"Fantastic Beasts and Where to Find Them" (WB), the latest film adaptation in J.K. Rowling’s popular and profitable film franchise that spawned eight Harry Potter movies, emphasizes comedy and terror in equal measure. Set in New York just a few years after the end of World War I and just before the stock market crash, it’s a prescient Potter prequel that couldn’t be timelier.


    Almost everything about “Guardians of the Galaxy Vol. 2” (Marvel Studios), the sequel to the insanely popular 2014 Guardians of the Galaxy, is a joke. In other words, there are practically as many laughs as there are 3D special effects. The second film in the series attempts to answer questions raised in the earlier movie while also advancing the story of the Guardians – muscly Peter (Chris Pratt), green Gamora (Zoe Saldana), randy raccoon Rocket (voiced by Bradley Cooper), spry sprout Groot (voiced by Vin Diesel) and tattooed and bald Drax (Dave Bautista).

  •  For his second, full-length feature film, Nocturnal Animals (Focus/Cinedigm), gay fashion designer turned screenwriter/filmmaker Tom Ford has once again chosen to adapt a novel (Tony and Susanby Austin Wright) for the big screen. His first film, the Oscar-nominated 2009 adaptation of Christopher Isherwood’s A Single Man, was, in a word, breathtaking. Ford’s eye for detail made the film stunning to view.

  • As modern, non-traditional sci-fi flicks go, Arrival (Paramount), directed by Denis Villeneuve (Sicario and Enemy) and starring Amy Adams, Jeremy Renner and Forrest Whitaker, touches down somewhere between Under the Skin and The Martian. Playing with the perception of time and memory, Arrival introduces the concept of quid pro quo as a means of negotiating with alien visitors in what is destined to become a zero sum game.

  • Controversy surrounding film is unwarranted

  • Are you a creative person who understands to value of charity?

  • “The Last Match,” opening Friday [Jan 24] at the Coral Gables Cinema, is a sexy and affecting drama directed and co-written by Antonio Hems, about Reinier (Reinier Díaz) and Yosvani (Milton García) falling in love amid poverty in Cuba. These two young men, who are also romantically involved with different women, hide their intense relationship, meeting secretly for sex on rooftops and in restrooms.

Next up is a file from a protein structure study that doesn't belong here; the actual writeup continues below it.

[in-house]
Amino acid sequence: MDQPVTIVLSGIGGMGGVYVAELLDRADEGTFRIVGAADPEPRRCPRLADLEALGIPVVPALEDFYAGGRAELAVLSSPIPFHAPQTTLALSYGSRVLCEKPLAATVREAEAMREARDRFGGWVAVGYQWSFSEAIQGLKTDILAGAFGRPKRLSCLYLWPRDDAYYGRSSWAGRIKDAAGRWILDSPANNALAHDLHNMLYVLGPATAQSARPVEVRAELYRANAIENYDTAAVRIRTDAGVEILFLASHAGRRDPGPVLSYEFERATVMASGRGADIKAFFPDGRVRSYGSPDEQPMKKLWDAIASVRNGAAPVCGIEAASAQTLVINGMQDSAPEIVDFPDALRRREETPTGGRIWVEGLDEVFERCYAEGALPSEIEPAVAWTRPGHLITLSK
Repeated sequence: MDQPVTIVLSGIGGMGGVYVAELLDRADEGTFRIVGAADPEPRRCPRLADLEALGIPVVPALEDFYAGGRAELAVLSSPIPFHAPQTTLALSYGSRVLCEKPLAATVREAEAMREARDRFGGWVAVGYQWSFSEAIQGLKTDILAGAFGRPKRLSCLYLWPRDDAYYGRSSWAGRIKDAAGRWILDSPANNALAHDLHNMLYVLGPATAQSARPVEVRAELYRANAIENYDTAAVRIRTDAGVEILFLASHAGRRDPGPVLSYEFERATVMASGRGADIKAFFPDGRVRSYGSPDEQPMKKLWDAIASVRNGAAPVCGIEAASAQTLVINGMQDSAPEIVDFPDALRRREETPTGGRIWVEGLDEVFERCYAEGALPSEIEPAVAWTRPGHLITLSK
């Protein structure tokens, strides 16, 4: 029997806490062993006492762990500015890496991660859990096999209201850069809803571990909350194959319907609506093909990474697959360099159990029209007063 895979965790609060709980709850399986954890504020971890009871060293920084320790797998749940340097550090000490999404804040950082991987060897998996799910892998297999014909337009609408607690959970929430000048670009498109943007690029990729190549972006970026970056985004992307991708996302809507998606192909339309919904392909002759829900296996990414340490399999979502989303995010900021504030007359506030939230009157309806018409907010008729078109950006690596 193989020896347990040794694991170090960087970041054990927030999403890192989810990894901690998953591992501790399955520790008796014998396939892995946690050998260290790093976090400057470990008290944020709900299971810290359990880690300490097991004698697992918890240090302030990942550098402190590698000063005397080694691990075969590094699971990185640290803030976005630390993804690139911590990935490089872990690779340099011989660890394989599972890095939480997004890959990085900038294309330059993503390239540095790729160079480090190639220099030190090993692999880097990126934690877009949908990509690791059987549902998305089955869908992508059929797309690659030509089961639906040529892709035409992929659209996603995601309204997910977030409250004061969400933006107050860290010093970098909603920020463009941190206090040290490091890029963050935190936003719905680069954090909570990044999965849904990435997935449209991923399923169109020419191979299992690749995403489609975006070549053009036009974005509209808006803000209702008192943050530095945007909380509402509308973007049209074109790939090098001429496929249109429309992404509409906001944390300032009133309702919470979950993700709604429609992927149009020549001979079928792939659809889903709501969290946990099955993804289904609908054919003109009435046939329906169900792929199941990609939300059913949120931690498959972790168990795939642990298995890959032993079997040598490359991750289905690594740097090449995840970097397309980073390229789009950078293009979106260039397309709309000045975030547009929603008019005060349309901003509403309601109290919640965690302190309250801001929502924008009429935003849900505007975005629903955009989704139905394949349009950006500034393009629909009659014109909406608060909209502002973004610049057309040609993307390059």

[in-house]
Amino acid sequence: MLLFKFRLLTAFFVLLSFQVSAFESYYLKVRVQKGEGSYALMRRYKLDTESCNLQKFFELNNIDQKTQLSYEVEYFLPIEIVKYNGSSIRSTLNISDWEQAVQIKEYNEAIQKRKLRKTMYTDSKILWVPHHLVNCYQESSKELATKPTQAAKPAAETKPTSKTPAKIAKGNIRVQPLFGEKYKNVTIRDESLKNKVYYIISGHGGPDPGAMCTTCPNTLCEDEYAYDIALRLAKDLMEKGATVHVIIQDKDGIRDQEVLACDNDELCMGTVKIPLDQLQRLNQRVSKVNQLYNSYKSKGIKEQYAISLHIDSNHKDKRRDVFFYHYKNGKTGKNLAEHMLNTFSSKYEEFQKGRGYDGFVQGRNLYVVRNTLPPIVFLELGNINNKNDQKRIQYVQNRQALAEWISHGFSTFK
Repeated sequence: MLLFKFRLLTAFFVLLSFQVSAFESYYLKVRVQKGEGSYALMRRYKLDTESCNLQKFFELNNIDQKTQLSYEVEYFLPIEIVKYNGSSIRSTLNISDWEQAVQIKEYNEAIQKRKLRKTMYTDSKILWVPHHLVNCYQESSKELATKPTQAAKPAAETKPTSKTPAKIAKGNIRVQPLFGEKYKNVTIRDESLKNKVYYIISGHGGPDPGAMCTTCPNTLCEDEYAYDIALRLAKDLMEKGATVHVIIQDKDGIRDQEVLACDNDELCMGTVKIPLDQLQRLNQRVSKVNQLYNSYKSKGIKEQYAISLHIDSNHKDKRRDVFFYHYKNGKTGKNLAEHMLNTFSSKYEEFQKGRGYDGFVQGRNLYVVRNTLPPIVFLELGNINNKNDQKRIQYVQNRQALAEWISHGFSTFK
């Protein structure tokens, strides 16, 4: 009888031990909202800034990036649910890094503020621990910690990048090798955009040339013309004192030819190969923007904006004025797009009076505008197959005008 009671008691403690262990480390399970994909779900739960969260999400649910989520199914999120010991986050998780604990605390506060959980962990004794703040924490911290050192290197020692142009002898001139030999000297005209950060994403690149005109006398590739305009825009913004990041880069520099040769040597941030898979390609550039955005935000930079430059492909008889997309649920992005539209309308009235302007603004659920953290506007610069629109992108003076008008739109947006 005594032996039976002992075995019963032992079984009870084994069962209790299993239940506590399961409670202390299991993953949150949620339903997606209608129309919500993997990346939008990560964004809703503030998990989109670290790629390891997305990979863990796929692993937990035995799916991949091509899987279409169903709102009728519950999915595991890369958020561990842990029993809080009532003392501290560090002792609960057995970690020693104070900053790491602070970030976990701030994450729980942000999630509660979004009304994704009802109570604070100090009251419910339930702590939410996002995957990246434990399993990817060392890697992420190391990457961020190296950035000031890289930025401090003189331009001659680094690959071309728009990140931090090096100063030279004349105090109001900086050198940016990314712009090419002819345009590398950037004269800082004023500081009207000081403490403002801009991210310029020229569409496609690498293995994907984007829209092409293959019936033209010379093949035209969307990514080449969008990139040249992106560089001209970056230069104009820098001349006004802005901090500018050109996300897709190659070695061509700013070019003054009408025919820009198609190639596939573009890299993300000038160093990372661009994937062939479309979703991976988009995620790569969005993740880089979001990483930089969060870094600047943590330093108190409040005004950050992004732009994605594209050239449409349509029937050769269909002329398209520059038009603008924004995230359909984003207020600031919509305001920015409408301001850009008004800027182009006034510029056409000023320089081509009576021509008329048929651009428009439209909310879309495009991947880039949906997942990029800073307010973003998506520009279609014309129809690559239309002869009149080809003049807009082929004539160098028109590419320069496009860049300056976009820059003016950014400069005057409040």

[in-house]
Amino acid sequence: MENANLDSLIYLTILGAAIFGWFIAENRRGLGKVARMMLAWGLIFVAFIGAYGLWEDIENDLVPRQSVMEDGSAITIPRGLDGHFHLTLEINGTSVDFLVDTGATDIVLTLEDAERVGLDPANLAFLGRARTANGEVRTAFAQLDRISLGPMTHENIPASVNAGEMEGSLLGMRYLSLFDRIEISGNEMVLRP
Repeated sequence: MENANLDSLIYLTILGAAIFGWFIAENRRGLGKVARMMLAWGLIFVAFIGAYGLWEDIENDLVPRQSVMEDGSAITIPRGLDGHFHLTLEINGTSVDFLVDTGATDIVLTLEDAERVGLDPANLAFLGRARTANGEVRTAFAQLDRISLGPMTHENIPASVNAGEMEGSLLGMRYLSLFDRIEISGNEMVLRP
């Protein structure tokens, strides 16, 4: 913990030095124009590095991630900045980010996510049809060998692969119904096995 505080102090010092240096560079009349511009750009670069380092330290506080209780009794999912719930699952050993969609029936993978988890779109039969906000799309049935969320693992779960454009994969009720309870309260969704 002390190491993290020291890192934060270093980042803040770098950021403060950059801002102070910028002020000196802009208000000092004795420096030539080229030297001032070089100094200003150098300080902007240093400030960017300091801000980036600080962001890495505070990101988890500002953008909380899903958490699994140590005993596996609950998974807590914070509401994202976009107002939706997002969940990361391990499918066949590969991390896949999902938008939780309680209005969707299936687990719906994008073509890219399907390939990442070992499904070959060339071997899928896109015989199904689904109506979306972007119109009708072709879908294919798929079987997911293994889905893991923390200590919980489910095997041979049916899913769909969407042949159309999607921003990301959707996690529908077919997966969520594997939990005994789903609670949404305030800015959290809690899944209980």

• The Wolf of Wall Street is a dazzling example of excess at its worst. These money hungry characters are despicable, insane and repellent, yet writer Terence Winter (The Sopranos) and director Martin Scorsese depict these sordid lives in an entertaining and lively manner. We can’t help but smile at every absurd turn. Acclaimed filmmaker, Martin Scorsese, is in top form, hurling the audience through a drug-and-sex-fueled debauchery with an  unrelenting kinetic energy. By the time the credits roll, I felt drugged, dizzy, yet somehow wanted to walk back into the theater and buy another ticket.

  • The doggedness of a population determined to hold onto their land, no matter what, is illustrated beautifully---and hilariously---in Centralia, the current production from Mad Cat Theatre.

  • A movie about a wisecracking grandma and her teen granddaughter, racing around in a beat-up car to find $600 by nightfall. You might think it sounds like any number of mediocre road comedies out there, full of trite generational gags and sporting a sappy, all-is-forgiven ending.

  • Towards the end of “God Loves Uganda,” Roger Russ Williams' disturbing but important new documentary feature, Ugandan LGBT activist David Kato speaks of how American Christian missionaries came to his country to stir up anti-gay feelings without stopping to think about the consequences of these actions.

  • Blue Front opens its doors to LGBT patrons